● Increase the maximum cleanup grant award available to not-for-profit developers of preferred community development projects to $50,000 and make available to developers of housing and industrial sites supported by City development agencies a consultation service on the feasibility of entering such a site in the State brownfield cleanup program (§ 43-1422(c)(2)).

 

● The proposed rule amendments acknowledge the change in nomenclature regarding the program that was formerly known as the “Local Brownfield Cleanup Program”, which is now known as the “City Voluntary Cleanup Program” (§§ 43-1401 to 43-1405, 43-1408 to 43-1410, et al).

 

● The proposal includes numerous technical drafting changes to Subchapters 1 and 2 to ensure consistency and conformity throughout this regulatory scheme.

 

 

Finally, Schedule A (“Grant Awards and Award Limits”) and Schedule B (“Eligible Services and Activities/Reimbursable Allowance”) are repealed and re-promulgated both to reflect the numerous substantive revisions set forth in the proposed rule, and to incorporate improved formatting changes.

Subject: 

.

Location: 
Central Park Room
100 Gold Street 2nd Floor
New York, NY 10038
Contact: 

No contact

Download Copy of Proposed Rule (.pdf): 

Adopted Rules: Closed to Comments

Adopted Rules Content: 

 

STATEMENT OF BASIS AND PURPOSE

 

The Office of Environmental Remediation (“Office” or “OER”) administers the New York City Voluntary Cleanup Program (“VCP”) which facilitates cleanup of light to moderately contaminated sites in New York City. OER and the New York State Department of Environmental Conservation (“DEC”) executed a Memorandum of Agreement (“MOA”) in August 2010 through which DEC recognizes the city Voluntary Cleanup Program and coordinates with OER in setting remedies for sites in the city cleanup program.

 

In the course of remediating sites, developers often must excavate and dispose of hazardous waste that had been previously buried at their properties. New York State Environmental Conservation Law (“ECL”) § 72-0402 requires parties that generate hazardous waste, including owners of city VCP sites, to pay DEC $130 for each ton of hazardous waste they generate. Section 27-0923 of the ECL also requires parties that generate hazardous waste to pay the New York State Department of Taxation and Finance up to $27 in a special assessment on hazardous waste. On November 17, 2014, DEC agreed to exempt city VCP sites from paying the state hazardous waste program fee in an amendment to the MOA.

 

OER was established by Local Law No. 27 of 2009, and Charter § 15(e)(17) authorizes its Director to establish fees for programs administered by the office. To implement the amendment to the MOA, OER must certify to DEC each VCP site that generates hazardous waste. This work requires OER to conduct site inspections, work closely with a site’s representatives and certify to DEC that removal of hazardous waste from a site in the city program was proper and complied with all applicable laws and regulations.

 

The fee established by this rule will cover OER’s costs in making certifications to DEC that each city VCP site with hazardous waste is worthy of an exemption. OER seeks to recover its costs in providing the service to VCP sites and to provide sufficient income over time for the office to expand its staff to manage the program as more city redevelopment projects seek to benefit from it.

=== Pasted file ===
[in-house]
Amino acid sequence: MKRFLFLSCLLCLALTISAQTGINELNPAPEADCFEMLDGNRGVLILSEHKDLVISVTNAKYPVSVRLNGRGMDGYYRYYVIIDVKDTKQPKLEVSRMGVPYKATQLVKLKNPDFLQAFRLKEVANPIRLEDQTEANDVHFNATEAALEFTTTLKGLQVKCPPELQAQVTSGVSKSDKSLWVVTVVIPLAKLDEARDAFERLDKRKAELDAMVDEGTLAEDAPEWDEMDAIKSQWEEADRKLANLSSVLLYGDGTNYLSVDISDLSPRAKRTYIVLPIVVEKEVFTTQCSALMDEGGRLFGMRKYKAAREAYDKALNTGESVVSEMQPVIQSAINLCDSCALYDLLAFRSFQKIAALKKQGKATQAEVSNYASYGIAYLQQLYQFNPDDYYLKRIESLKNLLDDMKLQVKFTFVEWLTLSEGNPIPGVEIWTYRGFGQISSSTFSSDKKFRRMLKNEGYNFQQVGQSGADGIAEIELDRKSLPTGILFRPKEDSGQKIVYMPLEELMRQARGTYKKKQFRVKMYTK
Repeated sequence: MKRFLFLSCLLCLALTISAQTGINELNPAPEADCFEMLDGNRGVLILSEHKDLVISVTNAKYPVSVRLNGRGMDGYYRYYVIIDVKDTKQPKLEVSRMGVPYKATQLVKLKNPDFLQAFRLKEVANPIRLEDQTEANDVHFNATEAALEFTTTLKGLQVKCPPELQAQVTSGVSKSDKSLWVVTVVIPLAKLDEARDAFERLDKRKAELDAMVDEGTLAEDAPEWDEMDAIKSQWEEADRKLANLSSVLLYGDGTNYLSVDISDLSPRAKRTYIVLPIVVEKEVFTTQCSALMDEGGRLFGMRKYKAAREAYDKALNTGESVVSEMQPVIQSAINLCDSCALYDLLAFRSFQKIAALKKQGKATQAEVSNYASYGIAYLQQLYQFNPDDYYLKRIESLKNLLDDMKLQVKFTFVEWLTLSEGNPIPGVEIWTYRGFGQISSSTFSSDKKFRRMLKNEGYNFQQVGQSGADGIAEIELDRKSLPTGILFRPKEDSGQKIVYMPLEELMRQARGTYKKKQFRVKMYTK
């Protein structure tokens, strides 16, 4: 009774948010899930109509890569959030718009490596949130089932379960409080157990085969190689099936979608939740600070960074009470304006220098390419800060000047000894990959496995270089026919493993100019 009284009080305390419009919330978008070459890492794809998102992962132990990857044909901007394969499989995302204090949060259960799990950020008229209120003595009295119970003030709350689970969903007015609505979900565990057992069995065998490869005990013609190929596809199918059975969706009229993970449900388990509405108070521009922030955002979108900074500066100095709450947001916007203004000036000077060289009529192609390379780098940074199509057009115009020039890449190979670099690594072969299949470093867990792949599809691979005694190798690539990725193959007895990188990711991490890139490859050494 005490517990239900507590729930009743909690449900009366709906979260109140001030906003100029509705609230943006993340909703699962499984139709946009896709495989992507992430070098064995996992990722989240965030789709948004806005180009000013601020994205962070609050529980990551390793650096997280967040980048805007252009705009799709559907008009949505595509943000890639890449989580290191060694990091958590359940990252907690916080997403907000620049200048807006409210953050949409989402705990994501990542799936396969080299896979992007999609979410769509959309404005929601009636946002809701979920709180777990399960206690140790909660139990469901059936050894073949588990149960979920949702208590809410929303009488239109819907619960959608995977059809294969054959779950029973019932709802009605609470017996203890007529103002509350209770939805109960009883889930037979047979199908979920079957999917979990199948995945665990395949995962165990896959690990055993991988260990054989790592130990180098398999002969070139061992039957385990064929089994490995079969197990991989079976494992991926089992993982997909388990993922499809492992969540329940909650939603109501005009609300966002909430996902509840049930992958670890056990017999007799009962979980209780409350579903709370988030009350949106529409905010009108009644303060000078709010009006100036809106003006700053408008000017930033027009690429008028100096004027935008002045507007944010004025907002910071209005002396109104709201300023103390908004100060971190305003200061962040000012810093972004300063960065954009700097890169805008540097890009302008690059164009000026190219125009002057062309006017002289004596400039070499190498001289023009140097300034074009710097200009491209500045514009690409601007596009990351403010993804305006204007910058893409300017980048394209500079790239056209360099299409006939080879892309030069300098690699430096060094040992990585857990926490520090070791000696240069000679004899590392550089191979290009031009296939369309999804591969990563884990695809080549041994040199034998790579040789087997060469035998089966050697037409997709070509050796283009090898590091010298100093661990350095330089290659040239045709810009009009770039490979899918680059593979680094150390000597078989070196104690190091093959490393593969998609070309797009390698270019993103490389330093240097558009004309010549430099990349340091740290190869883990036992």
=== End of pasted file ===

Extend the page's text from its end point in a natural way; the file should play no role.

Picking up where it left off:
The rule assesses a fee of $10.00 for each ton of hazardous waste that a city VCP site generates. The 2015-16 New York State Executive Budget, which the state legislature adopted on April 1, 2015, exempts city VCP sites from the state hazardous waste program fee and special assessment on hazardous waste. In light of this statutory exemption from the special assessment, the Office has increased the fee assessed by this rule. In addition to delivering the hazardous waste program fee exemption, OER now must coordinate with DEC to deliver the special assessment exemption, which will require additional services not originally anticipated.

Effective Date: 
Wed, 06/17/2015

Proposed Rules: Closed to Comments

Agency:
Comment By: 
Friday, April 24, 2015
Proposed Rules Content: 


Statement of Basis and Purpose

The Office of Environmental Remediation (“Office” or “OER”) administers the New York City Voluntary Cleanup Program (“VCP”) which directs developers to remediate light to moderately contaminated sites in New York City. OER and the New York State Department of Environmental Conservation (“DEC”) executed a Memorandum of Agreement (“MOA”) in July 2014 through which DEC recognizes the city Voluntary Cleanup Program and coordinates with OER in setting remedies for sites in the city cleanup program.  

In the course of remediating sites, developers often must excavate and dispose of hazardous waste that had been previously buried at their properties. New York State Environmental Conservation Law (“ECL”) § 72-0402 requires parties that generate hazardous waste, including owners of city VCP sites, to pay DEC $130 for each ton of hazardous waste they generate. On November 17, 2014, DEC agreed to exempt city VCP sites from paying the state hazardous waste program fee in an amendment to the MOA.

OER was established by Local Law No. 27 of 2009, and Charter § 15(e)(17) authorizes its Director to establish fees for programs administered by the office. To implement the amendment to the MOA, OER must certify to DEC each VCP site that generates hazardous waste to DEC. This work requires OER to conduct site inspections, work closely with a site’s representatives and certify to DEC that removal of hazardous waste from a site in the city program was proper and complied with all applicable laws and regulations.

The fee established by this proposed rule will cover OER’s costs in making certifications to DEC that each city VCP site with hazardous waste is worthy of an exemption from the state hazardous waste program fee. OER seeks to recover its costs in providing the service to VCP sites and to provide sufficient income over time for the office to expand its staff to manage the program as more city redevelopment projects seek to benefit from it.          

The proposed rule assesses a fee of $8.00 for each ton of hazardous waste that a city Voluntary Cleanup Program site generates.

Subject: 

Fee for hazardous waste program fee exemption

Location: 
Prospect Park Room
100 Gold Street 2nd Floor
New York, NY 10038
Contact: 

N/A

Download Copy of Proposed Rule (.pdf):